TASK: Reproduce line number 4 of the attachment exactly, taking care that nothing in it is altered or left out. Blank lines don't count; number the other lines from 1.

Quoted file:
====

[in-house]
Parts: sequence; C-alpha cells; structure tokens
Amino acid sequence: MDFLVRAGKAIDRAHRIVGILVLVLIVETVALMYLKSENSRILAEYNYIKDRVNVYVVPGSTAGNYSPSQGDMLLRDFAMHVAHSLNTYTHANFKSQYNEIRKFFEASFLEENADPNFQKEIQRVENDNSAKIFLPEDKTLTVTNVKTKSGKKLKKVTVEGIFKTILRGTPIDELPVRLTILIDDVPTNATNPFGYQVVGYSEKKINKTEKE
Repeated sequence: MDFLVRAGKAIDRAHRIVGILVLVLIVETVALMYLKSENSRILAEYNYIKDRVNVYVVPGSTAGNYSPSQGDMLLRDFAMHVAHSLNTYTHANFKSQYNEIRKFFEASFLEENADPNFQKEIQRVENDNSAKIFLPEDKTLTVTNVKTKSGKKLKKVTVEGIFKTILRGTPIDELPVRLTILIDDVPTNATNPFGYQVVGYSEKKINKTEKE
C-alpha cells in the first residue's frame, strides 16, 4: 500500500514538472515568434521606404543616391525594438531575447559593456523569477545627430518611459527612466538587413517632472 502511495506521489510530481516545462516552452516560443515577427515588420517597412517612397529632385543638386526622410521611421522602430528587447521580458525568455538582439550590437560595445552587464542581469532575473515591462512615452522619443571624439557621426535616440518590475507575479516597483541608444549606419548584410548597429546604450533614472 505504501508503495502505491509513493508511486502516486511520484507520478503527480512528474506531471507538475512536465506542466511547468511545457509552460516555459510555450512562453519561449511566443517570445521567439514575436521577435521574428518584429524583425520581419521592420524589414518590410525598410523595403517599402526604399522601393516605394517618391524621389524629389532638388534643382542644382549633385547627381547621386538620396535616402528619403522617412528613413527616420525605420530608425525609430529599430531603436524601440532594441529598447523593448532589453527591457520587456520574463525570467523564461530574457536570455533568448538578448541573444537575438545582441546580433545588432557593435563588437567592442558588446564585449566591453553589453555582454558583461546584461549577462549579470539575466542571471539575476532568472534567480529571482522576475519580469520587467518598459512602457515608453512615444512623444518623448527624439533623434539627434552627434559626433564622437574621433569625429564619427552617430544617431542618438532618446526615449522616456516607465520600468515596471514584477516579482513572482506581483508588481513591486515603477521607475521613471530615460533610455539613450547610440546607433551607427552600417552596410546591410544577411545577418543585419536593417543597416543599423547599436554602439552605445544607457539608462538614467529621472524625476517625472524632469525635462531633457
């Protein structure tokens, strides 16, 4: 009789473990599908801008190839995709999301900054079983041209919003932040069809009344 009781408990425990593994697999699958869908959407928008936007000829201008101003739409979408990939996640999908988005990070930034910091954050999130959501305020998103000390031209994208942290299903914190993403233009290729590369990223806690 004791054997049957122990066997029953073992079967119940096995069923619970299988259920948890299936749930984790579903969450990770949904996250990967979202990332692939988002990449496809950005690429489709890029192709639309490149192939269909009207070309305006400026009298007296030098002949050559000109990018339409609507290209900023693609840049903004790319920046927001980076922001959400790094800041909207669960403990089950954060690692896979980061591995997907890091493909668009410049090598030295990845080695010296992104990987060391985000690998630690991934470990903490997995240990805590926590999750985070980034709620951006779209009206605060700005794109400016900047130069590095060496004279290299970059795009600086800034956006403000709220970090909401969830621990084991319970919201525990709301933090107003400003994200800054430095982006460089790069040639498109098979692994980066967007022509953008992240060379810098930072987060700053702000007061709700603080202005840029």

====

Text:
Repeated sequence: MDFLVRAGKAIDRAHRIVGILVLVLIVETVALMYLKSENSRILAEYNYIKDRVNVYVVPGSTAGNYSPSQGDMLLRDFAMHVAHSLNTYTHANFKSQYNEIRKFFEASFLEENADPNFQKEIQRVENDNSAKIFLPEDKTLTVTNVKTKSGKKLKKVTVEGIFKTILRGTPIDELPVRLTILIDDVPTNATNPFGYQVVGYSEKKINKTEKE